When a farmer suffered cardiac arrest in the middle of the harvesting season, 60 neighbors showed up to save him and his crops, they even did the harvesting for him!
Farmer Lane Unhjem
During the harvest season in Divide County, North Dakota, about 60 farmers inspired everyone with their selfless efforts to help a struggling farmer. This is what a community should be, helping one another during tough times and celebrating with them during good times.
While Lane Unhjem was driving his combine harvester across his field of durum wheat, smoke billowed out of the machine. Before even figuring out what was happening, flames started to surround him. His neighbors saw what was happening and quickly came to help Lane.
The neighbors were able to save the 57-year-old farmer and his crops from the fire. But due to the shock of the moment and the thick smoke he inhaled, he suffered cardiac arrest. In addition to a heart attack, he suffered several years ago. The farmer was immediately airlifted to Minot, North Dakota, where he arrived in critical condition.
“He flatlined three times in the emergency room,” his daughter Tabitha said.
Farmers showed up to help
When the other farmers in the community learned about Lane’s condition, they paused their own harvesting to help him. Almost 60 farmers showed up in Lane’s field with their heavy-duty machines to do the harvesting for him.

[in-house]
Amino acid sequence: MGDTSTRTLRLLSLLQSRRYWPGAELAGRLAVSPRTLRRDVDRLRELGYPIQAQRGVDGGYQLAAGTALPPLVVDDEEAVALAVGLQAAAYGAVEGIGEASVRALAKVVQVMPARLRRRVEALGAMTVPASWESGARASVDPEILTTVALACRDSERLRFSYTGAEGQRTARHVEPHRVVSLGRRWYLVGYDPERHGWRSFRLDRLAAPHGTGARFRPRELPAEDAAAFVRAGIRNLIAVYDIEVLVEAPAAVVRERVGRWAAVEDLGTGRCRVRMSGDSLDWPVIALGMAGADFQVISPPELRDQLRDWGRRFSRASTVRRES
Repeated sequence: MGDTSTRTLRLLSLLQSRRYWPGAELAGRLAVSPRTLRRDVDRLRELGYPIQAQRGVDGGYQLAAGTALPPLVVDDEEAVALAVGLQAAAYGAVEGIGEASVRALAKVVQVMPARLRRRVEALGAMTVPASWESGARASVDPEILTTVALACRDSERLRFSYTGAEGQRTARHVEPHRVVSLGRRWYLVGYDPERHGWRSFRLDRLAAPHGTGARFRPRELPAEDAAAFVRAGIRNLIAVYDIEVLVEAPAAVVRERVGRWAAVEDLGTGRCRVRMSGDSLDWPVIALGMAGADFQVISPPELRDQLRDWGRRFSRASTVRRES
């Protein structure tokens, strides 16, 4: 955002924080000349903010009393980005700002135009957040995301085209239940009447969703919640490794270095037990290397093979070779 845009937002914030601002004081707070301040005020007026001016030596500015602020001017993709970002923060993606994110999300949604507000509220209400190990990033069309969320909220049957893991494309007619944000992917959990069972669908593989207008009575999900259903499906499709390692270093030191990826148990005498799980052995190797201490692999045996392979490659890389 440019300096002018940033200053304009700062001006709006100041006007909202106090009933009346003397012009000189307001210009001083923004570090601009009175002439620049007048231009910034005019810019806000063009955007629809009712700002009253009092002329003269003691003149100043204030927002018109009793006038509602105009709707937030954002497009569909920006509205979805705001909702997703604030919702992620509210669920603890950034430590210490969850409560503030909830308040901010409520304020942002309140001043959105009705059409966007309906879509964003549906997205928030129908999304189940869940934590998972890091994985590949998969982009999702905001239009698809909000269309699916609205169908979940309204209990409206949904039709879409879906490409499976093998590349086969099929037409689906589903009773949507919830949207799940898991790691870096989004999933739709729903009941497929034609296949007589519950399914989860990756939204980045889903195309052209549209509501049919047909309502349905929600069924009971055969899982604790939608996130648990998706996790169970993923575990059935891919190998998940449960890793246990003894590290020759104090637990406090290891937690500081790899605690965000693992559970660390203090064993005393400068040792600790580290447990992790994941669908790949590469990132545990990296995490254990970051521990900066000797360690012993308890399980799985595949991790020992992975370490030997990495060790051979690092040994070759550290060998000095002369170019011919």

“I made a couple of phone calls and started getting equipment offered left and right, plus the help to go with it,” said Jenna Binde, 28, a fellow farmer said. “We are small here. It’s a very tightknit community.”
A work that usually will take Lane two weeks to finish was quickly done by the farmers in eight hours. Among the machinery that showed up in Lane’s field were 11 combine harvester, 15 semi-trucks, and six-grain carts.
Some other people in the community also helped the Unhjem family in their own ways. Others stacked food for them, others helped them financially, they really showed their love towards their community in a heart-melting way.
“In this part of the country, any time anybody needs a helping hand, everybody will stop what they’re doing at the drop of a hat and come help,” Brad Sparks, a neighboring farmer, said. “That’s just the way it is here. People from 30 miles away showed up with trucks.”
Reference: Washington Post